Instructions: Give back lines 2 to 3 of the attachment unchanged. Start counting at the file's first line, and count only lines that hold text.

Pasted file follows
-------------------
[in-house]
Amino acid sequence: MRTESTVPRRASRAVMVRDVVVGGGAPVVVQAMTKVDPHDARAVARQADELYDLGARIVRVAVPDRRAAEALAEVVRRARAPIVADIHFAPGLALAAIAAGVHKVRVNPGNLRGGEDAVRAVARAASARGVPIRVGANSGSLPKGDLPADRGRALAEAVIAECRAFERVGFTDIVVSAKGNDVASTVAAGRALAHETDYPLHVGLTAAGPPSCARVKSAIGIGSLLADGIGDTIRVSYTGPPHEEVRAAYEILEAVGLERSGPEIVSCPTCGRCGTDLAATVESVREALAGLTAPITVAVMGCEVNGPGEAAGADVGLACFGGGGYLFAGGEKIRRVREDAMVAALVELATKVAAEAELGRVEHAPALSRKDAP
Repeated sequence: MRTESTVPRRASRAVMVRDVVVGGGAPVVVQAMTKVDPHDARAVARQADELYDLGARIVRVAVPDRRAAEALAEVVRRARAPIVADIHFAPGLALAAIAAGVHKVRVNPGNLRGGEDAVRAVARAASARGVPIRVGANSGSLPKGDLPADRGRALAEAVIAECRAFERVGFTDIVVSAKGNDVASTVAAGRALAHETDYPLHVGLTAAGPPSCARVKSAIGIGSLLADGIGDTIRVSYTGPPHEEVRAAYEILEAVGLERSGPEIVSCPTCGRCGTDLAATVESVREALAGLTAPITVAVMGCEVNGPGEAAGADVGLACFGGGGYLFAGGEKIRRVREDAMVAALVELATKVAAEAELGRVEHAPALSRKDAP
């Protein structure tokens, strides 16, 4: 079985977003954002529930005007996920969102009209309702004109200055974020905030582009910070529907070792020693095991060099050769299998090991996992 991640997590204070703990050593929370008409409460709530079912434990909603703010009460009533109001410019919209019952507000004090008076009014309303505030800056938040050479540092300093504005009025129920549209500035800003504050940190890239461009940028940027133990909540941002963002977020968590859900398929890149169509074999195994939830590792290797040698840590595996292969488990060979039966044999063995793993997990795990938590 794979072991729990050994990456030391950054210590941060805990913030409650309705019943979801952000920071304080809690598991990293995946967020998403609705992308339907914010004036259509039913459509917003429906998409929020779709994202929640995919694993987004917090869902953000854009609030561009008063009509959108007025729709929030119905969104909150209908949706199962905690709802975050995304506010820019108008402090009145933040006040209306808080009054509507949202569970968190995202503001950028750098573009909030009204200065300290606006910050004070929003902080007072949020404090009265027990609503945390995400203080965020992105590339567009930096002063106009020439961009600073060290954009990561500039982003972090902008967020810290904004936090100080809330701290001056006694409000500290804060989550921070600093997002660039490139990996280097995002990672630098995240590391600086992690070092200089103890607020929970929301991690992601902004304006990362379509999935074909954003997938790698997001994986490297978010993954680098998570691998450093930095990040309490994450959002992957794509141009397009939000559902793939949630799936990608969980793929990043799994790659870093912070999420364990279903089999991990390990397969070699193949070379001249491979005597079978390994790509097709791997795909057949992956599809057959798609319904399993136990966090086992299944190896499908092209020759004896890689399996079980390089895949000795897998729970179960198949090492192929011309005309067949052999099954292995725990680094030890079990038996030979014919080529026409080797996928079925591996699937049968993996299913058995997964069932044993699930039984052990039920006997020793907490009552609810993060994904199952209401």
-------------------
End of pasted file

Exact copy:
Amino acid sequence: MRTESTVPRRASRAVMVRDVVVGGGAPVVVQAMTKVDPHDARAVARQADELYDLGARIVRVAVPDRRAAEALAEVVRRARAPIVADIHFAPGLALAAIAAGVHKVRVNPGNLRGGEDAVRAVARAASARGVPIRVGANSGSLPKGDLPADRGRALAEAVIAECRAFERVGFTDIVVSAKGNDVASTVAAGRALAHETDYPLHVGLTAAGPPSCARVKSAIGIGSLLADGIGDTIRVSYTGPPHEEVRAAYEILEAVGLERSGPEIVSCPTCGRCGTDLAATVESVREALAGLTAPITVAVMGCEVNGPGEAAGADVGLACFGGGGYLFAGGEKIRRVREDAMVAALVELATKVAAEAELGRVEHAPALSRKDAP
Repeated sequence: MRTESTVPRRASRAVMVRDVVVGGGAPVVVQAMTKVDPHDARAVARQADELYDLGARIVRVAVPDRRAAEALAEVVRRARAPIVADIHFAPGLALAAIAAGVHKVRVNPGNLRGGEDAVRAVARAASARGVPIRVGANSGSLPKGDLPADRGRALAEAVIAECRAFERVGFTDIVVSAKGNDVASTVAAGRALAHETDYPLHVGLTAAGPPSCARVKSAIGIGSLLADGIGDTIRVSYTGPPHEEVRAAYEILEAVGLERSGPEIVSCPTCGRCGTDLAATVESVREALAGLTAPITVAVMGCEVNGPGEAAGADVGLACFGGGGYLFAGGEKIRRVREDAMVAALVELATKVAAEAELGRVEHAPALSRKDAP